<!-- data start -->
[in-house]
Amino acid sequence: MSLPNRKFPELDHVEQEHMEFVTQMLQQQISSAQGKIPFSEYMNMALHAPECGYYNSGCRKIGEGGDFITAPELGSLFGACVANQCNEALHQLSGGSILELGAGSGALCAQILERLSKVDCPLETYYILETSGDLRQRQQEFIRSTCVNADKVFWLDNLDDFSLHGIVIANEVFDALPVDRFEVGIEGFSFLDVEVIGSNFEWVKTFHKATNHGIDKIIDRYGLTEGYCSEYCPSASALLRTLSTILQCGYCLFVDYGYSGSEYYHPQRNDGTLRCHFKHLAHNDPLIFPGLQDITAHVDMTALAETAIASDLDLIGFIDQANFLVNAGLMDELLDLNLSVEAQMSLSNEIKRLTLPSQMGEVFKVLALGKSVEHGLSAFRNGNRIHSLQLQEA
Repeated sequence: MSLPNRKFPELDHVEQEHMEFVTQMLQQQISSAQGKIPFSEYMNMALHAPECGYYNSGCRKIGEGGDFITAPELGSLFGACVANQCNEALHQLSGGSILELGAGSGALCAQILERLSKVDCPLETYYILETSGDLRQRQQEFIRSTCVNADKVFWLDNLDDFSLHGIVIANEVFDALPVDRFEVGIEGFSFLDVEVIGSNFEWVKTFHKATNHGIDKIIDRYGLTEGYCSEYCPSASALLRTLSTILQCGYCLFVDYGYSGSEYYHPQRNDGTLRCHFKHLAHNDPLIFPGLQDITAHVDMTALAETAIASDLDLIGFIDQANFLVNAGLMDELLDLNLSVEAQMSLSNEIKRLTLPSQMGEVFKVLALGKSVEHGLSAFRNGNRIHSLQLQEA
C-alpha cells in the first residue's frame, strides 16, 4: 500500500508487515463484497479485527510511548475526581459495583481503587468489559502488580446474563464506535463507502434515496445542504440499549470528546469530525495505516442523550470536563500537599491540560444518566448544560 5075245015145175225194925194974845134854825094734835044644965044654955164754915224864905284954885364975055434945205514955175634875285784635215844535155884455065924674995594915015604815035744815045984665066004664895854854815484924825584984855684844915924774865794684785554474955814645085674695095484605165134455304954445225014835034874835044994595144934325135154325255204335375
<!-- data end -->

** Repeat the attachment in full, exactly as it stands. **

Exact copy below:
[in-house]
Amino acid sequence: MSLPNRKFPELDHVEQEHMEFVTQMLQQQISSAQGKIPFSEYMNMALHAPECGYYNSGCRKIGEGGDFITAPELGSLFGACVANQCNEALHQLSGGSILELGAGSGALCAQILERLSKVDCPLETYYILETSGDLRQRQQEFIRSTCVNADKVFWLDNLDDFSLHGIVIANEVFDALPVDRFEVGIEGFSFLDVEVIGSNFEWVKTFHKATNHGIDKIIDRYGLTEGYCSEYCPSASALLRTLSTILQCGYCLFVDYGYSGSEYYHPQRNDGTLRCHFKHLAHNDPLIFPGLQDITAHVDMTALAETAIASDLDLIGFIDQANFLVNAGLMDELLDLNLSVEAQMSLSNEIKRLTLPSQMGEVFKVLALGKSVEHGLSAFRNGNRIHSLQLQEA
Repeated sequence: MSLPNRKFPELDHVEQEHMEFVTQMLQQQISSAQGKIPFSEYMNMALHAPECGYYNSGCRKIGEGGDFITAPELGSLFGACVANQCNEALHQLSGGSILELGAGSGALCAQILERLSKVDCPLETYYILETSGDLRQRQQEFIRSTCVNADKVFWLDNLDDFSLHGIVIANEVFDALPVDRFEVGIEGFSFLDVEVIGSNFEWVKTFHKATNHGIDKIIDRYGLTEGYCSEYCPSASALLRTLSTILQCGYCLFVDYGYSGSEYYHPQRNDGTLRCHFKHLAHNDPLIFPGLQDITAHVDMTALAETAIASDLDLIGFIDQANFLVNAGLMDELLDLNLSVEAQMSLSNEIKRLTLPSQMGEVFKVLALGKSVEHGLSAFRNGNRIHSLQLQEA
C-alpha cells in the first residue's frame, strides 16, 4: 500500500508487515463484497479485527510511548475526581459495583481503587468489559502488580446474563464506535463507502434515496445542504440499549470528546469530525495505516442523550470536563500537599491540560444518566448544560 5075245015145175225194925194974845134854825094734835044644965044654955164754915224864905284954885364975055434945205514955175634875285784635215844535155884455065924674995594915015604815035744815045984665066004664895854854815484924825584984855684844915924774865794684785554474955814645085674695095484605165134455304954445225014835034874835044994595144934325135154325255204335375